On September 15, the Centers for Medicare & Medicaid Services (CMS) released a State Medicaid Director (SMD) letter on value-based care (VBC) opportunities in Medicaid. The letter is designed “to provide information on how states can advance [VBC] across their healthcare systems, with a particular emphasis on Medicaid populations, and share pathways for adoption of such approaches with interested states.”

The SMD letter comes as states face unprecedented budget shortfalls and seek to develop and maintain strategies that support the response to COVID-19. While not a panacea, value-based payment (VBP) models may be an important policy lever to improve health outcomes, lower costs, and offer stable revenue sources for providers. This policy cheat sheet highlights key takeaways, considerations for states, and some questions that arise from the 33-page letter.

  • Does the letter outline changes to VBC/VBP in Medicaid? The SMD letter emphasizes CMS’ ongoing commitment to VBC, consolidating information from CMS on VBP and approval pathways — many of which have been in place since the Affordable Care Act (ACA) was implemented — into one resource with considerations for states. The letter does not introduce new models or approaches, but includes an additional pathway for pursuing VBP via a state plan amendment (SPA) outside of managed care and a new name for a payment model type, as summarized below:
    • SPAs can include downside risk. fact sheet that accompanies the letter states: “CMS will now consider state plan payment methodologies (for payments to providers for covered services) that include downside risk for providers through advanced payment strategies outside of the context of managed care plan payments.” Previously, many states that wanted to pursue VBP models with downside risk had to use 1115 waivers, which required a more time-intensive review and approval process. This new approach could allow for a more expeditious approval of states’ programs through a SPA.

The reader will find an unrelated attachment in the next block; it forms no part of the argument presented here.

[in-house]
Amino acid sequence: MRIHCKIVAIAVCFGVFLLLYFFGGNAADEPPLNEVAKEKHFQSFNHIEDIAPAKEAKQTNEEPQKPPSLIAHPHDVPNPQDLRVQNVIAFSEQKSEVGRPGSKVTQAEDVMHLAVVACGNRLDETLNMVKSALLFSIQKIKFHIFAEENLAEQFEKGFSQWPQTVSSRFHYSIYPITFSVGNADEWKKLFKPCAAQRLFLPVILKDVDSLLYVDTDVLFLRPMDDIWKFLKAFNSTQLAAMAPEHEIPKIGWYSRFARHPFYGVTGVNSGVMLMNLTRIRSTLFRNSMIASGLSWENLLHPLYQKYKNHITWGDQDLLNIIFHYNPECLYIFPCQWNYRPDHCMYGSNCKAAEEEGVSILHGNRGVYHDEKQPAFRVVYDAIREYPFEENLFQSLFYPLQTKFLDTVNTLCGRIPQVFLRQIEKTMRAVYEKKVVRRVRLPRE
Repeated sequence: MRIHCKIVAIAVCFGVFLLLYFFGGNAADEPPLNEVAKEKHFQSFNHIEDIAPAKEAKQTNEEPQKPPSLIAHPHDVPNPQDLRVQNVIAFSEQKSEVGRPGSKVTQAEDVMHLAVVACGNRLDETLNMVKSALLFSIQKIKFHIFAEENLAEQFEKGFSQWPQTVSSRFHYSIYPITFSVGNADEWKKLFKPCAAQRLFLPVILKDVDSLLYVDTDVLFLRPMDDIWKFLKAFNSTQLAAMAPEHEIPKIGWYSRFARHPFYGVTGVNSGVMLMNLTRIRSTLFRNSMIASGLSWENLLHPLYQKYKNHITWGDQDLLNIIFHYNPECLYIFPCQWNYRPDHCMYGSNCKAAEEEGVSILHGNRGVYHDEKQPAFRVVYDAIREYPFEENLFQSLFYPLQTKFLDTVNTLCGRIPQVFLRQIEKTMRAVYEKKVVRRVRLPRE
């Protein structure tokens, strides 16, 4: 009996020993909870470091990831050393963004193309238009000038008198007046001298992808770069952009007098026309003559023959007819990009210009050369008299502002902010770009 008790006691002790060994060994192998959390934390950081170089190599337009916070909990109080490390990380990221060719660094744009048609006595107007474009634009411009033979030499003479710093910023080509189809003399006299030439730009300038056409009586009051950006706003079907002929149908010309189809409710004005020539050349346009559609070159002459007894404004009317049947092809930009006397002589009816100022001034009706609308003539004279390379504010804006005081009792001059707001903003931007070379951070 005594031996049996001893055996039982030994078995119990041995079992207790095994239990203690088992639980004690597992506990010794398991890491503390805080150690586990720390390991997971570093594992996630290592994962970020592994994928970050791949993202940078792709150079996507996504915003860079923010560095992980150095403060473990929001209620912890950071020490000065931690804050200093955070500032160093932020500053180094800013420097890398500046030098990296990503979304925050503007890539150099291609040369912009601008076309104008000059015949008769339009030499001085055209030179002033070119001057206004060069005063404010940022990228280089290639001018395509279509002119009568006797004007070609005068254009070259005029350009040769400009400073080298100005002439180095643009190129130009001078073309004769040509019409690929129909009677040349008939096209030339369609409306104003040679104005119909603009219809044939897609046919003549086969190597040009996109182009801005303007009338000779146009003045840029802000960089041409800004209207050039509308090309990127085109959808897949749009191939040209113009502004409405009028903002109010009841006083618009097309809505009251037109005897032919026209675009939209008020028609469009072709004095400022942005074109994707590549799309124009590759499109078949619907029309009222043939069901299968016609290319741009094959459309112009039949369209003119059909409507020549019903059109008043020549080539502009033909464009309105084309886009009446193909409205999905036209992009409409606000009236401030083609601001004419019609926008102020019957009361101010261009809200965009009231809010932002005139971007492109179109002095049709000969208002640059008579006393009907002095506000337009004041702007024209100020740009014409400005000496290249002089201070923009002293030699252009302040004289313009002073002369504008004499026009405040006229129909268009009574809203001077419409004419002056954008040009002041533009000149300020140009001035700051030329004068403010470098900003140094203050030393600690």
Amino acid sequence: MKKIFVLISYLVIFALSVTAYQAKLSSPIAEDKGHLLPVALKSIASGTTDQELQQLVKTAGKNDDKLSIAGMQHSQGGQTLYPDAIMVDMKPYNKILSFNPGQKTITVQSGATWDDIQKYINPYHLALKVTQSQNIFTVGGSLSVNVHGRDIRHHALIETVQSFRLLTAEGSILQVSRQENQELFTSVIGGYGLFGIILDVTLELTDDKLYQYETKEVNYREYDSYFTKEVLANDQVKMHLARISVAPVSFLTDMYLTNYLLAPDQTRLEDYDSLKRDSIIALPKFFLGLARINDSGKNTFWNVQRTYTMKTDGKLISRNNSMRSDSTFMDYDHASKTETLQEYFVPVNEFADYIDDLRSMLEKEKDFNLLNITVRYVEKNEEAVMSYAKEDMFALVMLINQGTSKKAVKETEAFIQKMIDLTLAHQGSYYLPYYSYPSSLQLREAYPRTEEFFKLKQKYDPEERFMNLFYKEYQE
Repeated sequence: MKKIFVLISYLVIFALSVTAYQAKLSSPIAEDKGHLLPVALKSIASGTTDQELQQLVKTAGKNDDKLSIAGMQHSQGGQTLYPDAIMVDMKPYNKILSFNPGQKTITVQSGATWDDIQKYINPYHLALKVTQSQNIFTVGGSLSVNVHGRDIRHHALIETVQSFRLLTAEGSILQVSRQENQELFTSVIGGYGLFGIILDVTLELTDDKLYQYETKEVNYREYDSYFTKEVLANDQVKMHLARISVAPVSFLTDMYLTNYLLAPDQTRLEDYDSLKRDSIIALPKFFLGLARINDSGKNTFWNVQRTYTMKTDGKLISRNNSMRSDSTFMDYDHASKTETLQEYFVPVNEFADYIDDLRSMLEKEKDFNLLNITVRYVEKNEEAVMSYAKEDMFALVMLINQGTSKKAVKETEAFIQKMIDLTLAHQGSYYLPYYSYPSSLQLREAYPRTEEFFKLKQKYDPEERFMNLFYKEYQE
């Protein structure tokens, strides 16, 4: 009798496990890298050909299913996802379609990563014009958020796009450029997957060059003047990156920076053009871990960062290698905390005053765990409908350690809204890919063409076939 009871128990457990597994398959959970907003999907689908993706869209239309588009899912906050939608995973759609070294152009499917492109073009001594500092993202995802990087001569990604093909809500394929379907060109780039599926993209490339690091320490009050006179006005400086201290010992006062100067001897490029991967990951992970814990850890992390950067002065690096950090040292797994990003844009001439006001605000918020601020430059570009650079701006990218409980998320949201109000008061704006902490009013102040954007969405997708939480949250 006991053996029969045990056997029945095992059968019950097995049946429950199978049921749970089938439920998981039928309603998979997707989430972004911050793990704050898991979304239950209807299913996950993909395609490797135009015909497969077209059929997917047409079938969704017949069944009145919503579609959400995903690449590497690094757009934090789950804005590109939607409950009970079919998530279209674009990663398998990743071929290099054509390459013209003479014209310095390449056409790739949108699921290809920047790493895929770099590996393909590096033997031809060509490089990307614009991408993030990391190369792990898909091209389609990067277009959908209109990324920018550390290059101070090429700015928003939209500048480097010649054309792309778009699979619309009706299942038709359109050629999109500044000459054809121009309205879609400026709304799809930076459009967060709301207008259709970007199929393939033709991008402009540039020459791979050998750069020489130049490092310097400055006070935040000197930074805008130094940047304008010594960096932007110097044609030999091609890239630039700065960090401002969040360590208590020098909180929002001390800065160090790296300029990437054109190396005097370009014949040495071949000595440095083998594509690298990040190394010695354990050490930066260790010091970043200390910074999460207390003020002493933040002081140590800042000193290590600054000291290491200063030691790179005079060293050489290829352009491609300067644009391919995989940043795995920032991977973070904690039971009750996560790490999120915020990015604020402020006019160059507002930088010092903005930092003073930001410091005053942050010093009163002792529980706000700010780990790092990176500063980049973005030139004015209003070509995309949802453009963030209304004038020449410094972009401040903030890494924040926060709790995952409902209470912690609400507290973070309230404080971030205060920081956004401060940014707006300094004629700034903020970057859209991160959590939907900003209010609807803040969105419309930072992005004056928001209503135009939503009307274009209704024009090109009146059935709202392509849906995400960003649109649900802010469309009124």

• CMS encourages the use of “comprehensive models.” The letter introduces “comprehensive models” defined as payment strategies that “generally include comprehensive population-based payments, often in the form of providers receiving a capitated, flat [per member per month payment] and being responsible for some or all aspects of a member’s care via a [total cost of care] arrangement” (p. 29). This definition aligns closely with Category 4B of the Health Care Payment Learning & Action Network’s Alternative Payment Model (APM) Framework, which includes global budgets. The development of comprehensive models is encouraged, with the letter describing them as “among the most innovative and effective ways to align incentives across payers and providers,” and highlighting the flexibility of the approach. However, the SMD letter also cautions that these models require sophisticated provider-payer relationships, and strong state leadership.